However, shingle continued to accumulate and so the mouth of the Ouse began to migrate eastwards again. Under the Ouse Navigation Act (1790), a western breakwater was constructed to arrest longshore drift and so cut off the supply of shingle to the spit. [7] A new outlet (The Cut) was built on the river's present course, below Castle Hill. At that time the settlement began to be known as the "new haven". The present breakwater was built in 1890. [4]

It was part of the Holmstrow hundred until the abolition of hundreds in the 19th century. [8]


View of Newhaven marina & ferry port Newhaven Marina and Port - - 1216489.jpg
View of Newhaven marina & ferry port
Newhaven fort BL6inchGunMkVIINewhavenFort1March2008.jpg
Newhaven fort

Although there are some signs of the derelict facilities that serviced the former train ferry operations, the port still sees a great deal of freight and passengers movement. [9] International ferries run to the French port of Dieppe, Seine-Maritime, operated by DFDS Seaways. [10] There are two outbound sailings per day, one in the morning and one in the evening, using the 18,654 GT ro-ro ferry MS Côte D'Albâtre. [11] Rail passengers wishing to connect with the ferries are advised nationally to travel to Newhaven Town, and then use the free bus service; this has resulted in a dramatic fall in passenger services at Newhaven Harbour, leading to questions regarding its future and that of Newhaven Marine.[ citation needed ]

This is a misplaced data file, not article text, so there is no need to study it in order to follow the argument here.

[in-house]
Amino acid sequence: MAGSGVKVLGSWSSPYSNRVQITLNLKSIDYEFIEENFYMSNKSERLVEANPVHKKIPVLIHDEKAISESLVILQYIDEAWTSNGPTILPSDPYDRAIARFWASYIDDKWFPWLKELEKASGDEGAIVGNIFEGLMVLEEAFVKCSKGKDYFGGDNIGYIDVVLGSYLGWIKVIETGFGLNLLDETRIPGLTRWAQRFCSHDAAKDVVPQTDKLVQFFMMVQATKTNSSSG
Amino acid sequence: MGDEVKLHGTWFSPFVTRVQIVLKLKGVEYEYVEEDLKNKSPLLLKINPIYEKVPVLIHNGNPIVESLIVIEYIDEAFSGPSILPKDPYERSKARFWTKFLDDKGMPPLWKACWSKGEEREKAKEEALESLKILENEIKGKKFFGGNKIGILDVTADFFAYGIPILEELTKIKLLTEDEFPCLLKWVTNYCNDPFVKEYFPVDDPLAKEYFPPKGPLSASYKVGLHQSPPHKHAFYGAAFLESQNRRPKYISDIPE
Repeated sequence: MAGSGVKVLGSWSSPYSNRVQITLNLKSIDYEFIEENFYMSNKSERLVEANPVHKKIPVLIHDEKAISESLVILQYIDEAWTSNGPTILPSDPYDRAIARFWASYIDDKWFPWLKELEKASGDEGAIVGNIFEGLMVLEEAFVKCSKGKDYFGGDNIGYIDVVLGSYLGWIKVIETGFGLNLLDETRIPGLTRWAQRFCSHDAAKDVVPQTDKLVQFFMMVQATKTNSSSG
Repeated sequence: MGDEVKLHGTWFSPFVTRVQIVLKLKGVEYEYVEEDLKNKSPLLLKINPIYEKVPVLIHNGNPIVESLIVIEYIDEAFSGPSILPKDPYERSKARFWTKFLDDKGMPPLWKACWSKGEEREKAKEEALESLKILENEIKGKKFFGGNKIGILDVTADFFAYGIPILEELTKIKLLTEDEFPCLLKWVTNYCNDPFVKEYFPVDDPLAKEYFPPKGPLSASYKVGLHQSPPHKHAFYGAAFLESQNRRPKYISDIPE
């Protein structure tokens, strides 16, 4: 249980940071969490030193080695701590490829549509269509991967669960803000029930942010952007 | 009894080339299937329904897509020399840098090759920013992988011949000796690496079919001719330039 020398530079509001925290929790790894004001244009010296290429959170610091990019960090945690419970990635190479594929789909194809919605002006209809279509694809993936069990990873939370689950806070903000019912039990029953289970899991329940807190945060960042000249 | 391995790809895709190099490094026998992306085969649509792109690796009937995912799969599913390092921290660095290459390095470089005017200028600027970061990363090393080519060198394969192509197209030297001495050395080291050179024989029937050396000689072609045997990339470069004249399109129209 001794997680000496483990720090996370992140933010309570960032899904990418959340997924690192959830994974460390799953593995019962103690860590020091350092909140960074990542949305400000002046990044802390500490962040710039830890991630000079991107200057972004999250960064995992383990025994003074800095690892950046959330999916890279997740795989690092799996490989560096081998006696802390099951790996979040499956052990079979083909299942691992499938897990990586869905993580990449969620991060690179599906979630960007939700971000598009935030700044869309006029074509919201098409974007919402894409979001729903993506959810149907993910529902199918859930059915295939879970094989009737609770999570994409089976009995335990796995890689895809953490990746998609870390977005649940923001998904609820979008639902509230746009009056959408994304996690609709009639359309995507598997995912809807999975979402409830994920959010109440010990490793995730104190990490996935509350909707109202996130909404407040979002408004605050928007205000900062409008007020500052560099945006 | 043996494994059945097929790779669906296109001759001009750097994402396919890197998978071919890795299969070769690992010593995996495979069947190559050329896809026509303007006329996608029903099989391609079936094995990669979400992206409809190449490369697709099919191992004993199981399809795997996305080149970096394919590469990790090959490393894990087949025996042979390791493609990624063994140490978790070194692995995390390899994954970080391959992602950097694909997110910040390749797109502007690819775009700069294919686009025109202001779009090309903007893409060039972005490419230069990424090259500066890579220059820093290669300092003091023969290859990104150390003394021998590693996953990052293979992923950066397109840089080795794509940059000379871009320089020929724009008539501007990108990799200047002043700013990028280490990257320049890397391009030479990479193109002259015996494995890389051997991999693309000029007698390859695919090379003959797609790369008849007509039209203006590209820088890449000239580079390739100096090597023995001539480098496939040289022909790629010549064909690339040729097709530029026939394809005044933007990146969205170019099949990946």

The port is the proposed main landside site for E.ON's development of the offshore-Rampion Wind Farm. [12]


The village was of little maritime importance until the opening of the railway line to Lewes in 1847. In 1848, the exiled French King Louis Philippe I landed here in disguise after abdicating his throne. [13] The London Brighton and South Coast Railway (LB&SCR) constructed their own wharf and facilities on the east side of the river, and opened the Newhaven harbour railway station. The railway also funded the dredging of the channel and other improvements to the harbour between 1850 and 1878, to enable it to be used by cross channel ferries, [14] and in 1863 the LB&SCR and the Chemin de Fer de l'Ouest introduced the Newhaven-Dieppe passenger service. [15] The harbour was officially recognised as 'The Port of Newhaven' in 1882. [16] Imports then included French farm products and manufactures, timber, granite and slates. [17] [18]